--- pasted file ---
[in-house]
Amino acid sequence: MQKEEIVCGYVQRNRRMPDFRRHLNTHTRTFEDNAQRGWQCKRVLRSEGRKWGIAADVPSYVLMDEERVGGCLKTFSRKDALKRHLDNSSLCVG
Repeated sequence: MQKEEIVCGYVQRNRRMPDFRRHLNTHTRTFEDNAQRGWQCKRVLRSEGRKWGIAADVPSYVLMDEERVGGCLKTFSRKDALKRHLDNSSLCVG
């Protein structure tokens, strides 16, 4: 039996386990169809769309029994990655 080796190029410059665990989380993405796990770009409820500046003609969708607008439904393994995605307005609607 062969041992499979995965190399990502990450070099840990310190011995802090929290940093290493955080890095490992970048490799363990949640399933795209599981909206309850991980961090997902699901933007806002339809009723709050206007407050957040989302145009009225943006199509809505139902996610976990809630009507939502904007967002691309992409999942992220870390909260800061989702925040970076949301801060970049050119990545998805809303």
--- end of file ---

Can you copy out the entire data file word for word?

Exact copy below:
[in-house]
Amino acid sequence: MQKEEIVCGYVQRNRRMPDFRRHLNTHTRTFEDNAQRGWQCKRVLRSEGRKWGIAADVPSYVLMDEERVGGCLKTFSRKDALKRHLDNSSLCVG
Repeated sequence: MQKEEIVCGYVQRNRRMPDFRRHLNTHTRTFEDNAQRGWQCKRVLRSEGRKWGIAADVPSYVLMDEERVGGCLKTFSRKDALKRHLDNSSLCVG
């Protein structure tokens, strides 16, 4: 039996386990169809769309029994990655 080796190029410059665990989380993405796990770009409820500046003609969708607008439904393994995605307005609607 062969041992499979995965190399990502990450070099840990310190011995802090929290940093290493955080890095490992970048490799363990949640399933795209599981909206309850991980961090997902699901933007806002339809009723709050206007407050957040989302145009009225943006199509809505139902996610976990809630009507939502904007967002691309992409999942992220870390909260800061989702925040970076949301801060970049050119990545998805809303």